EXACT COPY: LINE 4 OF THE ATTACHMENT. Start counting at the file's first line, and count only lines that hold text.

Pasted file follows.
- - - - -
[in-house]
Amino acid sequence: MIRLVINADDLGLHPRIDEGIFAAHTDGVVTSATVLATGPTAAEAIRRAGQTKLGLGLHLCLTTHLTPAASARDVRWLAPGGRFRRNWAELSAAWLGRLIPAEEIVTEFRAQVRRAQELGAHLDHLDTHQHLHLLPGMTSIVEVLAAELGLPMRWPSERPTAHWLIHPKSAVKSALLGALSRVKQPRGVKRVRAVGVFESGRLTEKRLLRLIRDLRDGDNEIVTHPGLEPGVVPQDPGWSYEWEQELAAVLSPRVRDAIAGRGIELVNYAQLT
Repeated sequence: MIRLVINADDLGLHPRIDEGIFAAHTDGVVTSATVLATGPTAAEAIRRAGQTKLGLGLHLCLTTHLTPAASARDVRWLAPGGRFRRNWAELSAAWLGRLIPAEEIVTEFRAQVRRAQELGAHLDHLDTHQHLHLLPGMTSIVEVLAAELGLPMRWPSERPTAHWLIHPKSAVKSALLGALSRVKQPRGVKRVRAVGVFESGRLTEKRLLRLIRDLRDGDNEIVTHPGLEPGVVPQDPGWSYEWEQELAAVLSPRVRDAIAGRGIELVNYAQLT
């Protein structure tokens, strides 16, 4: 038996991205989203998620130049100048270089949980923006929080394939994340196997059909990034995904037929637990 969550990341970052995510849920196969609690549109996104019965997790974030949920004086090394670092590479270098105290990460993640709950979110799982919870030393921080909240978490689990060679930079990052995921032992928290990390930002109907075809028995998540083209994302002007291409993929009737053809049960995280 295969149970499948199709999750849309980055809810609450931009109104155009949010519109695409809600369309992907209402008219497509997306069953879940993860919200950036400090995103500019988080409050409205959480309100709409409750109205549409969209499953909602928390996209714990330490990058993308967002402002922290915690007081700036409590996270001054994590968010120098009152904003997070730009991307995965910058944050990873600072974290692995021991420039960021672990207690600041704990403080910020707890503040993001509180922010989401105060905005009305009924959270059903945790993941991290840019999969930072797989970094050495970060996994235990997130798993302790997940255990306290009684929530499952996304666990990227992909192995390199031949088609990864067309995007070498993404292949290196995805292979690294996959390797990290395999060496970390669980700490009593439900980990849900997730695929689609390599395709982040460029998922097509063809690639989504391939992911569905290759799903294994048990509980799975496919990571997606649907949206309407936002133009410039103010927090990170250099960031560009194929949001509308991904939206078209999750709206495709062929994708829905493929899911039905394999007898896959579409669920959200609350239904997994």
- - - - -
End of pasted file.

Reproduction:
């Protein structure tokens, strides 16, 4: 038996991205989203998620130049100048270089949980923006929080394939994340196997059909990034995904037929637990 969550990341970052995510849920196969609690549109996104019965997790974030949920004086090394670092590479270098105290990460993640709950979110799982919870030393921080909240978490689990060679930079990052995921032992928290990390930002109907075809028995998540083209994302002007291409993929009737053809049960995280 295969149970499948199709999750849309980055809810609450931009109104155009949010519109695409809600369309992907209402008219497509997306069953879940993860919200950036400090995103500019988080409050409205959480309100709409409750109205549409969209499953909602928390996209714990330490990058993308967002402002922290915690007081700036409590996270001054994590968010120098009152904003997070730009991307995965910058944050990873600072974290692995021991420039960021672990207690600041704990403080910020707890503040993001509180922010989401105060905005009305009924959270059903945790993941991290840019999969930072797989970094050495970060996994235990997130798993302790997940255990306290009684929530499952996304666990990227992909192995390199031949088609990864067309995007070498993404292949290196995805292979690294996959390797990290395999060496970390669980700490009593439900980990849900997730695929689609390599395709982040460029998922097509063809690639989504391939992911569905290759799903294994048990509980799975496919990571997606649907949206309407936002133009410039103010927090990170250099960031560009194929949001509308991904939206078209999750709206495709062929994708829905493929899911039905394999007898896959579409669920959200609350239904997994």